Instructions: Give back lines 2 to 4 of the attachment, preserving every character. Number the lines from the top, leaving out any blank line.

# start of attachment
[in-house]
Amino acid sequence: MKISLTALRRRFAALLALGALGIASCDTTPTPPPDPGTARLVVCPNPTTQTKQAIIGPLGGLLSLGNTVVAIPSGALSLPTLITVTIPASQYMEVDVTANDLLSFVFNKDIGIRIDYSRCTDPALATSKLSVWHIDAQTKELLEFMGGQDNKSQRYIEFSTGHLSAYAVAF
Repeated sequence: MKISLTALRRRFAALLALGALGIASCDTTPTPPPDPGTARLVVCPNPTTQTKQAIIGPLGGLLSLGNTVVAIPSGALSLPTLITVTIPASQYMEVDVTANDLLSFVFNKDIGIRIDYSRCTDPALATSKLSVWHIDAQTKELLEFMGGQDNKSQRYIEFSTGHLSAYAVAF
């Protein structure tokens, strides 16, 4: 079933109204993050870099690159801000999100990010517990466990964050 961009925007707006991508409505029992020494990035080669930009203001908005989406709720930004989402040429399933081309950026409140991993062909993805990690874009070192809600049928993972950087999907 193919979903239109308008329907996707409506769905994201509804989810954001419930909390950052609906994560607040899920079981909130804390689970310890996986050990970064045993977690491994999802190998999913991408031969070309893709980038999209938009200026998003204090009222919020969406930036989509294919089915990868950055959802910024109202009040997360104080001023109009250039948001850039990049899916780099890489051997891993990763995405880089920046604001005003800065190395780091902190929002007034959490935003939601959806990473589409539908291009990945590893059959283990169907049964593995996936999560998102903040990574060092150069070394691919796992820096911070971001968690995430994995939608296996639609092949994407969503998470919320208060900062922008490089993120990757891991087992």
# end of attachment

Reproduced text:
Amino acid sequence: MKISLTALRRRFAALLALGALGIASCDTTPTPPPDPGTARLVVCPNPTTQTKQAIIGPLGGLLSLGNTVVAIPSGALSLPTLITVTIPASQYMEVDVTANDLLSFVFNKDIGIRIDYSRCTDPALATSKLSVWHIDAQTKELLEFMGGQDNKSQRYIEFSTGHLSAYAVAF
Repeated sequence: MKISLTALRRRFAALLALGALGIASCDTTPTPPPDPGTARLVVCPNPTTQTKQAIIGPLGGLLSLGNTVVAIPSGALSLPTLITVTIPASQYMEVDVTANDLLSFVFNKDIGIRIDYSRCTDPALATSKLSVWHIDAQTKELLEFMGGQDNKSQRYIEFSTGHLSAYAVAF
């Protein structure tokens, strides 16, 4: 079933109204993050870099690159801000999100990010517990466990964050 961009925007707006991508409505029992020494990035080669930009203001908005989406709720930004989402040429399933081309950026409140991993062909993805990690874009070192809600049928993972950087999907 193919979903239109308008329907996707409506769905994201509804989810954001419930909390950052609906994560607040899920079981909130804390689970310890996986050990970064045993977690491994999802190998999913991408031969070309893709980038999209938009200026998003204090009222919020969406930036989509294919089915990868950055959802910024109202009040997360104080001023109009250039948001850039990049899916780099890489051997891993990763995405880089920046604001005003800065190395780091902190929002007034959490935003939601959806990473589409539908291009990945590893059959283990169907049964593995996936999560998102903040990574060092150069070394691919796992820096911070971001968690995430994995939608296996639609092949994407969503998470919320208060900062922008490089993120990757891991087992």